Nevertheless, EU politicians like their US counterparts try their very best to argue that everything they do, including tax reductions and tax loopholes for the wealthy “is best for society” and there is no other way. There are an estimated 30,000 lobbyists in EU headquarters Brussels, Belgium spending more than one billion euros to buy political influence. Their influence over policy impacting everything from trade and monetary policy to energy and shipping is estimated at 75%. (UK The Guardian, May 8, 2014) The interesting thing about all of this is that the EU taxpayers are actually subsidizing the lobbyists who secure subsidies for their clients.

The issues before critics of lobbying include transparency, consumer protection, degradation of the environment, health and safety, equal access to politicians, and a regulatory regime that is intended to result in enforceable and ethical conduct on the part of both lobbyists and those in government. This is the reformist camp of critics that has its ideological roots in the late 19th century when the Industrial Revolution and finance capitalism needed to enjoy greater control of public policy so they could realize greater profits. Reformers believe in rationalizing capitalism so it can work best in a pluralistic society where the middle class needs protection, especially in the 21st century when communications means are so readily available and it is difficult to conceal the role of lobbies.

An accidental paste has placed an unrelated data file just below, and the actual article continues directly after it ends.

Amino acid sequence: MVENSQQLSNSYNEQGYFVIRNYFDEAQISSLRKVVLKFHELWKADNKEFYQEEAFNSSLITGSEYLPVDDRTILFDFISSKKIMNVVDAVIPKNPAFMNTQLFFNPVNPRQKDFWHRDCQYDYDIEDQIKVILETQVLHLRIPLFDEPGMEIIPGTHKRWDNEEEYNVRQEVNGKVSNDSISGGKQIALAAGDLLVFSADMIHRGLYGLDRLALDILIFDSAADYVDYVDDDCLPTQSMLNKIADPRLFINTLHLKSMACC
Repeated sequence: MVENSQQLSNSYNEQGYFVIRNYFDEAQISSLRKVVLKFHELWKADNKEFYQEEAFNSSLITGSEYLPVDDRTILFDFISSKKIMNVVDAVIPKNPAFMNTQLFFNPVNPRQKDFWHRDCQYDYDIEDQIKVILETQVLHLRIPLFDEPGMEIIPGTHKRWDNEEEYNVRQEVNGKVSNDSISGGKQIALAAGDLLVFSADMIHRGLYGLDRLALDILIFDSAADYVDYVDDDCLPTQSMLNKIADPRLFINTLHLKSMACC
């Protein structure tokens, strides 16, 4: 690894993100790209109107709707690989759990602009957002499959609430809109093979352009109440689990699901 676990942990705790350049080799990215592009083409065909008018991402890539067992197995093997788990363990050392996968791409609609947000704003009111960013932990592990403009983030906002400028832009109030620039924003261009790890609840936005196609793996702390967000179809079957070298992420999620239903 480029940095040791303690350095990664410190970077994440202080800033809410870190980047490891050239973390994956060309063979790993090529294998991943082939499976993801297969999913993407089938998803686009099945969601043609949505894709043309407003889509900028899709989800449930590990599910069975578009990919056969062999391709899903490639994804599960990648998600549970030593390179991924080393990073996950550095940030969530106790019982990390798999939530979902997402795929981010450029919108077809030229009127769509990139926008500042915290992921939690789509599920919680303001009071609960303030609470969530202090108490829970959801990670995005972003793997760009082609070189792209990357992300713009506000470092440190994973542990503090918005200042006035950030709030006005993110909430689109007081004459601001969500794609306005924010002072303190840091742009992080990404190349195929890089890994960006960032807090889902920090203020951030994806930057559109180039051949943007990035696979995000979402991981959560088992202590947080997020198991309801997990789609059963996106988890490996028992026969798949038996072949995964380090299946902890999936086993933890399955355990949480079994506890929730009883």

Businesses and foreign governments create coffers and slush funds to elect or reelect politicians, or at least influence their voting on specific issues or to prevent measures from passing because they would cut into their profits. Through political action committees and through loopholes and favors from politicians, lobbyists provide the financing and media influence politicians need to win or stay in office. Most of this is legal, some of it is not and we do not know to what degree, but the lobbying system as a whole is a reflection of how the political economy operates. Lobbying is built into the capitalist system to further strengthen and concentrate capital and maintain the social order. Efforts of reformers to rationalize the economy and balance interests of various sectors of production along with the interests of social classes in order to maintain a pluralistic society that politicians can still call “democracy” are a distraction for the benefit of the public that needs to believe we live in a democracy.

Jon Kofas is a retired university Professor from Indiana University.